I don’t really have a problem with the latter, since value proposition wise, buying discs has started to feel like bad value compared to services  like subscription streaming. But perhaps with cinema release windows, a fairer profit sharing regime might be needed to ensure cinema operators don’t lose out, while cinema operators may also need to do more to get the same amount of “bum on seats” in a shorter period if release windows need to be shortened  (a price reduction would help, and would also help directly reduce piracy at the same time).

IPR Copyright Warning

The new warning screen you'll soon see on DVDs and Blu-rays, giving people more incentive to actually download movies

And while cheaper discs would definitely help to fight piracy, the issue of convenience also plays a key part these days. A pet hate amongst even disc lovers are those unskippable sections at the start of the disc. You know, the studios trailer, copyright notices, anti-piracy trailer, “on home video” trailers, “coming to a cinema near you” trailers, a promo for Blu-ray, more studio trailers, then you get to the main menu to start the movie, and some legal liability notices, and then and only then does the movie start (and it usually starts with another studio trailer). Copyright notices are probably the worst of the bunch, as at least, some trailers can be interesting (but still very annoying if unskippable). Unfortunately, things are about to get worse, as the MPAA and their allies in the War Against Downloads have decided to double the number of potentially unskippable copyright messages on discs. The new screen will feature the tag line “Piracy is not a victimless crime”, and leaving aside the point that I don’t think anyone actually thinks it is, it’s not really true is it. Lots of cases of piracy is completely victimless, and even sometimes beneficial to the very victims that the message is referring to.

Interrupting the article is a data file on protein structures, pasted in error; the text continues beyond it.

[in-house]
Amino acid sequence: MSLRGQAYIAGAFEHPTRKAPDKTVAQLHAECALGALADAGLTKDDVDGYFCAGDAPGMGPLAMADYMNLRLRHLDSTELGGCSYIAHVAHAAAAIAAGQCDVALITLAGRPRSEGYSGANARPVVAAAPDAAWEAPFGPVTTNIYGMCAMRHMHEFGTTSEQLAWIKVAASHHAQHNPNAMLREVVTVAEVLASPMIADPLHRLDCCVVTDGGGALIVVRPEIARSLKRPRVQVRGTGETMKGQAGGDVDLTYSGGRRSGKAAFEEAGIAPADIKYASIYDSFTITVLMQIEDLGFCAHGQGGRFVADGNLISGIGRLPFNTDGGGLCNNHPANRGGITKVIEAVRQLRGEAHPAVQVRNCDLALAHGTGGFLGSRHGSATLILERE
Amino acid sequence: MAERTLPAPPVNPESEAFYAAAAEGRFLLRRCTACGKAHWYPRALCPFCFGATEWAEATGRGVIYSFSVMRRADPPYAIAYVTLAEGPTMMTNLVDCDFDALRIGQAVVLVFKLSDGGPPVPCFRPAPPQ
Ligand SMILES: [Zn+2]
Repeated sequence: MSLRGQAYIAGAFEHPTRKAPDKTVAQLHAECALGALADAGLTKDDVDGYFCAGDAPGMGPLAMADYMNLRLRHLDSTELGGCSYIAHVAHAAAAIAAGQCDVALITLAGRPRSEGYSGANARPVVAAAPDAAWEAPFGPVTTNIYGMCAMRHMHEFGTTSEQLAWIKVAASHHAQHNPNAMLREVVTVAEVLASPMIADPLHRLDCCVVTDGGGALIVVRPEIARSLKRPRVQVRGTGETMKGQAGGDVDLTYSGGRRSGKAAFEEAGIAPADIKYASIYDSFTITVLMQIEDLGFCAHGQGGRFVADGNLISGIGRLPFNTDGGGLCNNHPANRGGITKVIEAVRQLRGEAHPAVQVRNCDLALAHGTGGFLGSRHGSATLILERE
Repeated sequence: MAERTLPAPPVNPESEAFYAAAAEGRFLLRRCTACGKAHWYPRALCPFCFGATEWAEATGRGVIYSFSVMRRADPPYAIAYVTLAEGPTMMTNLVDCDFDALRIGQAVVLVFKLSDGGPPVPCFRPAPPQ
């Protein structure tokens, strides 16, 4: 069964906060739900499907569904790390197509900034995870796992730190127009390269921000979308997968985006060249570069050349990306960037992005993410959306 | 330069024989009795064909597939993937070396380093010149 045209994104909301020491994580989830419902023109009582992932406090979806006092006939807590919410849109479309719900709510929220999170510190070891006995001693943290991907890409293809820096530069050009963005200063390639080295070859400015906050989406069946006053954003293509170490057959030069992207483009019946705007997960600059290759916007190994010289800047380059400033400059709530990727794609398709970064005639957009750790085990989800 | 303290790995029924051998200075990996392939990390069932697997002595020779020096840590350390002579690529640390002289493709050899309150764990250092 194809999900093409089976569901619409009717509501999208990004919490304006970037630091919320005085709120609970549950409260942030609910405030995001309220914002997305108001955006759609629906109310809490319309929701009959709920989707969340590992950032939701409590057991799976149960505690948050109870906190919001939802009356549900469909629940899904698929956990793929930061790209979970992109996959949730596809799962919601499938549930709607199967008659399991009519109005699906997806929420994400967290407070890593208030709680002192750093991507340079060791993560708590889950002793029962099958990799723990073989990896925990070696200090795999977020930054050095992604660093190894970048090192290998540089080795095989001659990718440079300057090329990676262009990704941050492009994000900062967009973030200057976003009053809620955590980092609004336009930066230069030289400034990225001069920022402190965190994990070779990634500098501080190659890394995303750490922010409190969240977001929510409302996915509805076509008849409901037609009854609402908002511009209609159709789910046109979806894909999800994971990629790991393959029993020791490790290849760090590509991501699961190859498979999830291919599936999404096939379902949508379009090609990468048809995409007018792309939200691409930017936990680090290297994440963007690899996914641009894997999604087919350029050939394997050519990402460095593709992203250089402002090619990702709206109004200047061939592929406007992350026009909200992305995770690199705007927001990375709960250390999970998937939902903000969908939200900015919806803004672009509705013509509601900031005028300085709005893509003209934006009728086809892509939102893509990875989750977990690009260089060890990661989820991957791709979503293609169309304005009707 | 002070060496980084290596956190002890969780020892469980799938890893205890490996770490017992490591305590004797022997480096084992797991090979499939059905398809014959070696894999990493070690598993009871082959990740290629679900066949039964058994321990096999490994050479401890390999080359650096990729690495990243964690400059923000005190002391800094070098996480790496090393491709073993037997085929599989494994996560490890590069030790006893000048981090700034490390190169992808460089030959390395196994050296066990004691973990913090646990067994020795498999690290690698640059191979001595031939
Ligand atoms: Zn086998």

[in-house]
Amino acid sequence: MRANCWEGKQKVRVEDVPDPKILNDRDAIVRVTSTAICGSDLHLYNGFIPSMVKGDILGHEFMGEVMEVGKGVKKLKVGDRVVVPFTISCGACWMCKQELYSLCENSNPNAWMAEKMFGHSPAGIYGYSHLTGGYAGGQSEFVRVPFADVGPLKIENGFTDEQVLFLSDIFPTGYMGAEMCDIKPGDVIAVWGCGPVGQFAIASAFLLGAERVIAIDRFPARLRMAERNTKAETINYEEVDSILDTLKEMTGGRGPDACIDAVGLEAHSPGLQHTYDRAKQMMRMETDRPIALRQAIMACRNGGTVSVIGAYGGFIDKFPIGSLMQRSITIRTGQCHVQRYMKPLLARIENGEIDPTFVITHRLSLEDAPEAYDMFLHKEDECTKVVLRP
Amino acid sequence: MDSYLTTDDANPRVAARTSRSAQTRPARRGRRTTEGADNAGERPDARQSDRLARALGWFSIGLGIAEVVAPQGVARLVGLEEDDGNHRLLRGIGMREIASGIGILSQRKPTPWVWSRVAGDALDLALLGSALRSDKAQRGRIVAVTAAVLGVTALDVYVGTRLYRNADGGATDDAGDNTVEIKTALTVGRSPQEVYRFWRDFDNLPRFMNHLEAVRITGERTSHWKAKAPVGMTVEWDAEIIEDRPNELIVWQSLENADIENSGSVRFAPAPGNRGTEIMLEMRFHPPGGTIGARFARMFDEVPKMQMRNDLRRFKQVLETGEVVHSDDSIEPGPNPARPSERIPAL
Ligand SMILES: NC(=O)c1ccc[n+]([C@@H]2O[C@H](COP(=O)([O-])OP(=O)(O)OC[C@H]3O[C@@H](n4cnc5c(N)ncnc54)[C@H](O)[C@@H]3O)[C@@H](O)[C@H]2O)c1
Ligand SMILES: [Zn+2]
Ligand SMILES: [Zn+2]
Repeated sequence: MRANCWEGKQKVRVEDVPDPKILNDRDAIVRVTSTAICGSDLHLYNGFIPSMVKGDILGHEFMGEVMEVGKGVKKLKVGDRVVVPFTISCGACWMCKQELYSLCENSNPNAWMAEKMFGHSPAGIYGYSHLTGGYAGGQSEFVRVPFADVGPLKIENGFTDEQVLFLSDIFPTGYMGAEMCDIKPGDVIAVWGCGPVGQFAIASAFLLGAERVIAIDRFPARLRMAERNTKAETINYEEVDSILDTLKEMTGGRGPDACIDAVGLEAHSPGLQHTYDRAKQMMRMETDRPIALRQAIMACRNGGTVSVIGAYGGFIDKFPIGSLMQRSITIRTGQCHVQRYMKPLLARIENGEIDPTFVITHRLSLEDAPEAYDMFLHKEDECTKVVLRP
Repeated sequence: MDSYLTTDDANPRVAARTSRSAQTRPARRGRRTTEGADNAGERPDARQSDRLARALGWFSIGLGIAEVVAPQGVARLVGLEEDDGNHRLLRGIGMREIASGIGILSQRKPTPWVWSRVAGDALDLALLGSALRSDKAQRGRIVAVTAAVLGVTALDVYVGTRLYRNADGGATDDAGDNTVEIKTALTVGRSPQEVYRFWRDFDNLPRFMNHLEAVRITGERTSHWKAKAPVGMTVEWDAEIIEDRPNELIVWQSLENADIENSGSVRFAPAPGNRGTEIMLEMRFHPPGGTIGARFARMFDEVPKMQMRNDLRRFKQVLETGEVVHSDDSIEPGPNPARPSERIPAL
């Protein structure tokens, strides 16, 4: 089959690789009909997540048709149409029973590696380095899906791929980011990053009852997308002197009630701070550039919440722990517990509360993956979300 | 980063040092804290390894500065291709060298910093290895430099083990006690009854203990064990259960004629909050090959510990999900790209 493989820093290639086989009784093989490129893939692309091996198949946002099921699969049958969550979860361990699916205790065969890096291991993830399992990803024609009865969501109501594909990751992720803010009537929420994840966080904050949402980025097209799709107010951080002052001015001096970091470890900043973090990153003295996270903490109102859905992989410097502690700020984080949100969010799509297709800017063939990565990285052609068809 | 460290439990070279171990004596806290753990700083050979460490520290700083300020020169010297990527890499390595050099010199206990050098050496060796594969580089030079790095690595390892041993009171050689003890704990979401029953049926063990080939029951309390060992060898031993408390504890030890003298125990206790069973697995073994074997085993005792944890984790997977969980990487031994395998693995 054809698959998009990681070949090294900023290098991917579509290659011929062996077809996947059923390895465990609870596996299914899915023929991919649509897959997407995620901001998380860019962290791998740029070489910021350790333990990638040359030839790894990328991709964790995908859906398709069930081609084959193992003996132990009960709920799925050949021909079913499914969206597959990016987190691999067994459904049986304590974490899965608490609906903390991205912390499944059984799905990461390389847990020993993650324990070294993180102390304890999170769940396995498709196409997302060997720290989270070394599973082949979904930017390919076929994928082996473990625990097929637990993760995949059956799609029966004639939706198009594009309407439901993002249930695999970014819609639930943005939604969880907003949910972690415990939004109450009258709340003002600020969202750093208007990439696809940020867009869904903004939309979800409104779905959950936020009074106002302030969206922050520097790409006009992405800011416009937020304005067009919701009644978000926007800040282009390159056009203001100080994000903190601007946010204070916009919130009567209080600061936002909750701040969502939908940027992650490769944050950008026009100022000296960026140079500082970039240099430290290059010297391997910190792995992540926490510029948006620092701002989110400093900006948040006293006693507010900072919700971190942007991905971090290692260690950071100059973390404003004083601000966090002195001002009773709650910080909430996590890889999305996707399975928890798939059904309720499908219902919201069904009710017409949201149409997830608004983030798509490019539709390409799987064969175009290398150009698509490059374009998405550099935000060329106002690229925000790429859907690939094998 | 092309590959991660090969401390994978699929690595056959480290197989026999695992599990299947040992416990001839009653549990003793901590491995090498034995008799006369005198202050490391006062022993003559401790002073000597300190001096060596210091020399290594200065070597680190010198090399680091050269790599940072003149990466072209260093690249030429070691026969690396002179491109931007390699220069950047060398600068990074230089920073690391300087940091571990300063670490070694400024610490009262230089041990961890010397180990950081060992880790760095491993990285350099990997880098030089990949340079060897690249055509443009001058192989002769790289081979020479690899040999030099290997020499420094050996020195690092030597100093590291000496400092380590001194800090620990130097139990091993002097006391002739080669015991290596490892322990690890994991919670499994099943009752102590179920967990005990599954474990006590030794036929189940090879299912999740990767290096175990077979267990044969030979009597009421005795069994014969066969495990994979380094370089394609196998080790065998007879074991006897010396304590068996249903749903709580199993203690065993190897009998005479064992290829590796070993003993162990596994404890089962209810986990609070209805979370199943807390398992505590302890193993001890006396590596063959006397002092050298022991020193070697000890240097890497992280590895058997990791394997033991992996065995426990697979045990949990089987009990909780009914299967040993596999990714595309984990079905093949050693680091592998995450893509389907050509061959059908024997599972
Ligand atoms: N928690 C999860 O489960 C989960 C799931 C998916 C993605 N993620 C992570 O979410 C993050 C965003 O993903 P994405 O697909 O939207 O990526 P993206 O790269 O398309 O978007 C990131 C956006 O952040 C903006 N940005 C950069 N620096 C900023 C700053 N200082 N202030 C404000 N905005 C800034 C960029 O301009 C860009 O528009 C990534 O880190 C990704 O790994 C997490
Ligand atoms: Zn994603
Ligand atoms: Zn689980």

But the message is beside the point. The point is that movie buyers, you know, the people that do the right thing, are actually being punished for doing so, especially since the pirated version would most definitely have removed these warnings, or made them easily skippable. And if you want to make people aware of the copyright issues, there are much better ideas that are already being deployed in other countries. For example, in the UK, some Blu-rays provide a “thank-you” message that applaud buyers for doing the right thing, while still relatively ineffective (a case of  preaching to the converted, perhaps), it does at least portray a more positive message than “you might be going to prison for 5 years”. Now I’m not saying that convenience is the only reason people are downloading pirated movies, but if something is free and easy to get to and use, while the paid for one is less accessible and less consumer friendly, then it does make the decision a lot easier.